Dodgers' Ghosts of Playoff Past Swirling After Brutal NLCS Game 2 Loss to Braves

Jacob Shafer@@jacobshaferFeatured ColumnistOctober 14, 2020

Los Angeles Dodgers starting pitcher Clayton Kershaw watches during the fourth inning in Game 2 of a baseball National League Championship Series against the Atlanta Braves Tuesday, Oct. 13, 2020, in Arlington, Texas. (AP Photo/Tony Gutierrez)
Tony Gutierrez/Associated Press

The Los Angeles Dodgers have won eight consecutive National League West titles. In that span, they've claimed a pair of pennants and appeared in five National League Championship Series, including their current tussle with Atlanta.

But one number continues to haunt the Dodgers: zero.

That's how many World Series they've won since 1988.

After suffering a dispiriting 8-7 defeat against Atlanta on Tuesday, Los Angeles trails 2-0 in the best-of-seven NLCS. The team isn't buried, but the ghosts of playoffs past are swirling.

The Dodgers finished the truncated 2020 season with the best record (43-17) and run differential (plus-136) in baseball. They swept the Milwaukee Brewers in two games in the Wild Card Round and took three straight from the upstart San Diego Padres in their division series showdown.

In the NLCS, L.A. met an Atlanta club that also won its division and was 5-0 in the postseason after sweeping aside the Cincinnati Reds and Miami Marlins.

On paper and based on recent performance, these were the two best squads in the Senior Circuitand they were on a collision course.

Thus far, Atlanta has done the most impactful damage.

Video Play Button
Videos you might like

The NL East champs' arms have continued their superlative playoff performance. After shutting out Cincinnati for 22 innings, Atlanta gave up just five runs in 27 frames to Miami.

Rookie Ian Anderson put four one-hit zeroes on the scoreboard in Game 2 against Los Angeles and now boasts 15.2 shutout innings this postseason with 22 strikeouts. Right-hander Max Fried has fanned 18 in 17 innings across three stout starts. 

Atlanta's deep, experienced pen has also largely done its part despite making things tense with six earned runs allowed in five innings Tuesday.

Then there are the bats. Freddie Freeman, Ozzie Albies, Dansby Swanson and Travis d'Arnaud have each swatted a pair of homers in the playoffs, while other key contributors such as Ronald Acuna Jr. and Marcell Ozuna have had their moments.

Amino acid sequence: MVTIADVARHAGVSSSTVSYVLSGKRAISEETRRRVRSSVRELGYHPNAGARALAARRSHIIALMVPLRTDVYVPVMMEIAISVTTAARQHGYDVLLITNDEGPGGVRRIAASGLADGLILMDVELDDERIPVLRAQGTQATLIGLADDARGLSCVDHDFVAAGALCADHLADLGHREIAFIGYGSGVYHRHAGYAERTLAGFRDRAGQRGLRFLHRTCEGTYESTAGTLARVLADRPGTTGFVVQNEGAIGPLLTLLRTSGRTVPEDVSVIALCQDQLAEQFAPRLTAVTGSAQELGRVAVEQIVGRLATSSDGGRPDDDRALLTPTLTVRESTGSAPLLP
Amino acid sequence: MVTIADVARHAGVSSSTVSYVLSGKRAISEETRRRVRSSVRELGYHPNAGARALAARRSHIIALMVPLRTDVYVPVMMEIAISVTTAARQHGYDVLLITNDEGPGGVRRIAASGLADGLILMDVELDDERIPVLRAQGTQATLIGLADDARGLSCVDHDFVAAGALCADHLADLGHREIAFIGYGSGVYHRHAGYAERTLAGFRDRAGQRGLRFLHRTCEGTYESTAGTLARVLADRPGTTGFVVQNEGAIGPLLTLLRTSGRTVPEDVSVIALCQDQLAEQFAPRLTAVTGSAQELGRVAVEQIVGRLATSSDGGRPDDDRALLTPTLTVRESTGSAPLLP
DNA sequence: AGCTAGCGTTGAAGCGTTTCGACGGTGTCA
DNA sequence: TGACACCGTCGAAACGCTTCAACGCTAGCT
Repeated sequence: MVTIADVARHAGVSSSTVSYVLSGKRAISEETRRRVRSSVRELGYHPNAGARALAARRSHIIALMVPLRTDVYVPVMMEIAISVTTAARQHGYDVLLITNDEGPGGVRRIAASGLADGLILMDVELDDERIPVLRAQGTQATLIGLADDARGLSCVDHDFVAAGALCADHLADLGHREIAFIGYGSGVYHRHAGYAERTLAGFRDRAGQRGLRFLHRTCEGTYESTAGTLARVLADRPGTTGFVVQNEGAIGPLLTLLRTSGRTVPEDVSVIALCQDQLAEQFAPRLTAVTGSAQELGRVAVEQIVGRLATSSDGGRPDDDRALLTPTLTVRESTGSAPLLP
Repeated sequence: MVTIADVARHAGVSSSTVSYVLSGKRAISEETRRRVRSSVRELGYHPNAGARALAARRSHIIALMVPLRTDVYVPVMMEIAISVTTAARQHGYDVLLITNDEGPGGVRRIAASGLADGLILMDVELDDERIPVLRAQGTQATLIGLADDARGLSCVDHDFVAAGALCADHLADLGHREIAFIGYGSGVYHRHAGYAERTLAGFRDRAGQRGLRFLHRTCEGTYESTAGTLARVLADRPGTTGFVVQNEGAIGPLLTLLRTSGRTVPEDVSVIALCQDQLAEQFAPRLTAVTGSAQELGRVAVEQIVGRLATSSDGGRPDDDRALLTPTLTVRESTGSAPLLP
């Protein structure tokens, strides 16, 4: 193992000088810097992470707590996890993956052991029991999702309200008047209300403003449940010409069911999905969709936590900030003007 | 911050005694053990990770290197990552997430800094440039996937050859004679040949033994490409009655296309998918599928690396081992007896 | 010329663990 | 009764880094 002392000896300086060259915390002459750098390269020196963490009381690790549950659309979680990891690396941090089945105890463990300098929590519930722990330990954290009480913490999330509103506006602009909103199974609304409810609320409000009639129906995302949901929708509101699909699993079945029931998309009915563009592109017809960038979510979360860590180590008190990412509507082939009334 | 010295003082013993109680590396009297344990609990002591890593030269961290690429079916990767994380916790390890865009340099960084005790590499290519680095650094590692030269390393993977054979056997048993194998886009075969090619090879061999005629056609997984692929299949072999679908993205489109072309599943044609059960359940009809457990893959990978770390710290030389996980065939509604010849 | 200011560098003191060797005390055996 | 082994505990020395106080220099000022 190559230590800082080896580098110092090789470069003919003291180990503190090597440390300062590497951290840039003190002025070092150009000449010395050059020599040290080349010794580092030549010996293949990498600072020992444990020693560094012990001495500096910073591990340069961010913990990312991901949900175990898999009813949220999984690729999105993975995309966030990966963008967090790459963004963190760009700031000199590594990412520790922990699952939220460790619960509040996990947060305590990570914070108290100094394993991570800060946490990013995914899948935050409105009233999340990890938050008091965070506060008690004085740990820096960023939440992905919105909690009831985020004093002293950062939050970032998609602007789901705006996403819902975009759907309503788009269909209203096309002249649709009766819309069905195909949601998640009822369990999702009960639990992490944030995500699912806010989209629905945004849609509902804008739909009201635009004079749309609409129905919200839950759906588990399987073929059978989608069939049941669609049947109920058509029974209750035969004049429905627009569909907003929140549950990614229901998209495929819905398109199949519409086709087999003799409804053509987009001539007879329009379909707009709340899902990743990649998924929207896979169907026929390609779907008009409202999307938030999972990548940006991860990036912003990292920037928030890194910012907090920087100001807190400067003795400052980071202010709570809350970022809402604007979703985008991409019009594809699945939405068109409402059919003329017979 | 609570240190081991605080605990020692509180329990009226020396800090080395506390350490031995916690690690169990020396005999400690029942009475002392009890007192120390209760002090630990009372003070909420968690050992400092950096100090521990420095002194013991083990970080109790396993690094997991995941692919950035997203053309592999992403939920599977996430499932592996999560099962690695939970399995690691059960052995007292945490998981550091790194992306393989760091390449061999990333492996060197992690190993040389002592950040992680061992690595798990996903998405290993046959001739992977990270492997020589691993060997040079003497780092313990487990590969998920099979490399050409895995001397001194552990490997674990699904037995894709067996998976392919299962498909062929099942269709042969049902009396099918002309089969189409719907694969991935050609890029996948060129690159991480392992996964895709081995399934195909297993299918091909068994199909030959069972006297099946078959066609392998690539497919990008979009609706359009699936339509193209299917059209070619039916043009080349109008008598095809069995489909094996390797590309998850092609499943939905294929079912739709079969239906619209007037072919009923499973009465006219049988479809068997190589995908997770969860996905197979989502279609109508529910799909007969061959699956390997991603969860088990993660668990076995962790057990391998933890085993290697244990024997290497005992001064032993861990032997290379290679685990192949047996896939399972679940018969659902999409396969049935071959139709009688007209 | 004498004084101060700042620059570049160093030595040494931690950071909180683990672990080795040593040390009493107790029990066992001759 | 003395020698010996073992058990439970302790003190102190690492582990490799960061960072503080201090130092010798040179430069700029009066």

Tony Gutierrez/Associated Press

Atlanta is a confident club on a roll that's two wins away from its first Fall Classic appearance since 1999.

As for the Dodgers, the air of invincibility is leaking rapidly from their balloon. 

That became especially true when Clayton Kershaw was scratched prior to Game 2 with back spasms. The three-time Cy Young Award winner was 2-0 in the 2020 playoffs with 19 Ks in 14 innings and appeared determined to slay his October demons.

Manager Dave Roberts sounded confident Kershaw would return at some point in the NLCS, but no one knows how healthy or effective the Dodgers ace will be.

Right-hander Walker Buehler, meanwhile, lasted five innings in Game 1 and reached the 100-pitch mark but is battling finger blisters. Suddenly, the depth and durability of L.A.'s rotation is a glaring question mark.

The Mookie Betts-led offense that scored 30 runs in five games against Milwaukee and San Diego showed signs of life Tuesday. It got the winning run to the plate in the ninth inning in the form of left fielder A.J. Pollock, who grounded out sharply to end it.

The Dodgers forced Atlanta closer Mark Melancon into the game for a second straight day by pushing across four runs in the final frame, which could have implications for Game 3 and beyond. But it was too little, too late for the Dodgers on Tuesday. And if they don't reverse course soon, that will be the epitaph on the tombstone of their 2020 campaign.

It's not merely that L.A. hasn't hoisted a Commissioner's Trophy since the waning days of the Ronald Reagan administration. This is a club that is perennially among the biggest spenders in baseball, and it's had enough close calls in recent years to feel like it has to happen soon.

Jae C. Hong/Associated Press

As Roberts told reporters, "It's kind of World Series or bust every year."

Blame the Houston Astros and their sign-stealing shenanigans in 2017, which may have robbed L.A. of a title in a hard-fought and now-tainted seven-game series. Blame Kershaw's periodic postseason hiccups. Blame the cruel twists of fate that can doom even the most seemingly unbeatable teams in MLB's small-sample autumn crucible.

But rest assured: Atlanta doesn't feel sorry for the Dodgers. And the squad from Georgia isn't scared of them, either.

Los Angeles is facing a worthy opponent with a head of steam. The ghosts are swirling. And time is running out.

   

All statistics current as of Tuesday and courtesy of MLB.com.